African nations on the game's greatest stage
The race for Rugby World Cup qualification resumes in Africa this weekend, with Kenya, Madagascar, Namibia and Zimbabwe set to compete for the continent’s one direct qualifier spot at RWC 2015.
All four teams will play each other at the Mahamasina Stadium in Madagascar between June 28 and July 6, with the top placed team set to book their place in Pool C alongside New Zealand, Argentina, Georgia and Tonga. The runner-up will then have an opportunity to secure the 20th and final berth at next year’s tournament through the Repechage.
Rugby is experiencing unprecedented levels of popularity in Africa, but with the exception of the continent’s traditional powerhouse, South Africa, no African side has managed to break the glass ceiling of the group stages at a Rugby World Cup.
In total, four teams have represented Africa on the Rugby World Cup stage since the tournament’s inception in 1987. We take a look back at how these sides fared on the game’s grandest stage and preview what lies ahead for the continent’s RWC 2015 hopefuls.
Zimbabwe make history
On May 23, 1987, Zimbabwe had the honour of becoming the first team to represent Africa in a Rugby World Cup. Despite being a relatively unknown quantity at the time, Zimbabwe gave a fine account of themselves in their opening match against Romania. The Sables produced an exhilarating attacking performance which resulted in three finely worked tries, but ultimately it was the Eastern European outfit that emerged victorious, carving out a 21-20 win at Eden Park in Auckland.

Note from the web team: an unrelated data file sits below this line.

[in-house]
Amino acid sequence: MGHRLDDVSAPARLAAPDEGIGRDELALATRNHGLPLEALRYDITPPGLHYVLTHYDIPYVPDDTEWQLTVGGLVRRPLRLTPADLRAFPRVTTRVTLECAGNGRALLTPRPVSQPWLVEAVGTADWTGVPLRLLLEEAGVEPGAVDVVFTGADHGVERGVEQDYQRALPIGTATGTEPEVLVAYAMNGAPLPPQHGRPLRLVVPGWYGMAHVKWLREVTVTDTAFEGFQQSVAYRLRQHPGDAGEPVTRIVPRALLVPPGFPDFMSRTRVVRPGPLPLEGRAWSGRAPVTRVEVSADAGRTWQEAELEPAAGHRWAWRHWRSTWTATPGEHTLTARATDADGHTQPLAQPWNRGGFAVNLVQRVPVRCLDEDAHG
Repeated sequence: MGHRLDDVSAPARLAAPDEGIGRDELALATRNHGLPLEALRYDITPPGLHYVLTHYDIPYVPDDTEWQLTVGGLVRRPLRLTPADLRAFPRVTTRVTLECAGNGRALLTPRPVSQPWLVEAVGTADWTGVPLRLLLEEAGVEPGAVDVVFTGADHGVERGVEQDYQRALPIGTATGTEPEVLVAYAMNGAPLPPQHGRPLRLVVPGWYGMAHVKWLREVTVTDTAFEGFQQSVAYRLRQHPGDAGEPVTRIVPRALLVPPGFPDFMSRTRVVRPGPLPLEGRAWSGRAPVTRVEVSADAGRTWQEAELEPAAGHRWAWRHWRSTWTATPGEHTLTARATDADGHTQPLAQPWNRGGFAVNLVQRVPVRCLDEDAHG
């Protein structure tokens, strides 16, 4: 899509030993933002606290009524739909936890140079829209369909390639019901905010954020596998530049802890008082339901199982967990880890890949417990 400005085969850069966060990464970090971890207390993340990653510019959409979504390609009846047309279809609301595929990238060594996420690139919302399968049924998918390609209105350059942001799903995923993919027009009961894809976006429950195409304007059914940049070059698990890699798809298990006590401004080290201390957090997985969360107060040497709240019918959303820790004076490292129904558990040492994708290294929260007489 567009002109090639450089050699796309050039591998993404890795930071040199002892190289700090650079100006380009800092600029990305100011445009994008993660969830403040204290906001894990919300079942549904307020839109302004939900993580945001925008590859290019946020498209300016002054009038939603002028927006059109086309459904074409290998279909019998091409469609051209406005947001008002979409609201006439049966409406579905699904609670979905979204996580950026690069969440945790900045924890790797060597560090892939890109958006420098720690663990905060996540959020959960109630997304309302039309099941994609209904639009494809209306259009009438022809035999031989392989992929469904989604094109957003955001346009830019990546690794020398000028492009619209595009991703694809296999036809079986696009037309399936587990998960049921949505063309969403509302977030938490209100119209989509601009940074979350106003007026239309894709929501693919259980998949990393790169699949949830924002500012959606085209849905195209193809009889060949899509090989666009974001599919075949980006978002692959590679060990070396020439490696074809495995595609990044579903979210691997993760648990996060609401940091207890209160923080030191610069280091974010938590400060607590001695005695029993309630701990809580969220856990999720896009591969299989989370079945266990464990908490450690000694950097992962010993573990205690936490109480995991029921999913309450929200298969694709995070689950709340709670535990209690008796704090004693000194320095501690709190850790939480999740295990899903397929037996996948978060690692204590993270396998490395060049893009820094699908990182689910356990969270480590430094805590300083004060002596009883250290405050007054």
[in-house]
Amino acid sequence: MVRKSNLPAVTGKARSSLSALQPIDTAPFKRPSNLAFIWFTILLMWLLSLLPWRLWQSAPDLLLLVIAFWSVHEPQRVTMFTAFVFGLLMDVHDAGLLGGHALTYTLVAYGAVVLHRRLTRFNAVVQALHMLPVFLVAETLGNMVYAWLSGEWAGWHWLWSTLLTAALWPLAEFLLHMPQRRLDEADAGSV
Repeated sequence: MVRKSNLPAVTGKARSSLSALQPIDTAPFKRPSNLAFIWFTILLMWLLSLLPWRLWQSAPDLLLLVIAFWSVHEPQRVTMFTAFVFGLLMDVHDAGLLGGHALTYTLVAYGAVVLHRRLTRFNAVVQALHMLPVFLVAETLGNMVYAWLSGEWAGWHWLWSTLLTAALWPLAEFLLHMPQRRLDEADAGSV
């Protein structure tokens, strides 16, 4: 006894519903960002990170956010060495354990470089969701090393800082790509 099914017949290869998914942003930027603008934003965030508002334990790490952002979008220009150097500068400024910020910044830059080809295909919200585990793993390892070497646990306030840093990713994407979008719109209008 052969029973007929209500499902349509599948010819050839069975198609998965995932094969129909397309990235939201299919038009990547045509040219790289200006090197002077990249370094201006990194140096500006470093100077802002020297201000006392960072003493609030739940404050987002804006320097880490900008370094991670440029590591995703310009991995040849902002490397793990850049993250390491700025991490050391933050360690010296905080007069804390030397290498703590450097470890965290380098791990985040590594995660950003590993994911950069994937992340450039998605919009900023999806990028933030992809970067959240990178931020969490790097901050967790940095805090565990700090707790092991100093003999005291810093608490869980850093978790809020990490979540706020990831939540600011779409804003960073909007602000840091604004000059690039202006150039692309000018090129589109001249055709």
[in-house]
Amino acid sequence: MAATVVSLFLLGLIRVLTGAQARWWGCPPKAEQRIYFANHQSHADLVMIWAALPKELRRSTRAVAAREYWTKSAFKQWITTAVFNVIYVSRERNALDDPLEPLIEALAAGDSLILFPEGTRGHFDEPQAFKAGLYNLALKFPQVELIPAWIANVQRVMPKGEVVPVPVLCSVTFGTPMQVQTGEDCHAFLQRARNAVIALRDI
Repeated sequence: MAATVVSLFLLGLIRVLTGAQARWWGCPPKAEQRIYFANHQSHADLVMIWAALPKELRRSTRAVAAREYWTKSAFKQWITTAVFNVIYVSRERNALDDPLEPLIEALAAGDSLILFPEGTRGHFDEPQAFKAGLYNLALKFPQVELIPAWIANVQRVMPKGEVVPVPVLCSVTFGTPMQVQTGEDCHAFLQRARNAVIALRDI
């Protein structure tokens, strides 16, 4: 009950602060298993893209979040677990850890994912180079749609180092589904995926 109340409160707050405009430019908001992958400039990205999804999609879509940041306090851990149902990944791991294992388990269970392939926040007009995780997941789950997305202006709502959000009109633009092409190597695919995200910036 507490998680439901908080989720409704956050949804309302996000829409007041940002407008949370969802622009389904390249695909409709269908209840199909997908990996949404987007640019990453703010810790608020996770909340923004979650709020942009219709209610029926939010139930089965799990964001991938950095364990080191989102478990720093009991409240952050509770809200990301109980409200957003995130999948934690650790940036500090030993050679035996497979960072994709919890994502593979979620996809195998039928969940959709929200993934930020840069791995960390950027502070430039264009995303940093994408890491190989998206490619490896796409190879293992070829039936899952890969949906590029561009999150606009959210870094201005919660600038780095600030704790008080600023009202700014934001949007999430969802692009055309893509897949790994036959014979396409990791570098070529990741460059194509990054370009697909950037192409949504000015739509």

Zimbabwe’s last two pool phase matches pitted them against Scotland and France. While these fixtures provided invaluable experience against top opposition, Zimbabwe struggled to contain the explosive physical threat posed by two of Europe’s in-form sides, shipping 60 and 70 points against Scotland and France respectively.
Having been invited to participate in the inaugural Rugby World Cup in 1987, Zimbabwe earned their place at the next tournament by virtue of securing the continent’s only qualifier spot. The Sables found themselves in Pool 2 alongside Ireland, Scotland and Japan and, despite conceding over 50 points in each match, managed to cross the line twice on each occasion. RWC 1991 was to prove to be Zimbabwe’s last participation at a Rugby World Cup to date.
1995, a defining year
Returning to the international sporting arena after several decades in exile, 1995 is a year that every South Africa will remember fondly. Hosting the third Rugby World Cup on home soil – the first time that the tournament had ever been played entirely in one country - the Springboks wasted no time in stamping their authority on the game’s showcase event. After emerging unscathed from a group including Australia, Canada and Romania, the Springboks went on to eliminate Western Samoa and France in the knock-out stages.
The hosts eventually defeated pre-tournament favourites New Zealand 15-12 in the final in front of a rapturous 63,000-strong crowd at Ellis Park, and the image of Nelson Mandela presenting captain Francois Pienaar with the Webb Ellis Cup has gone on to become one of the game’s most iconic moments.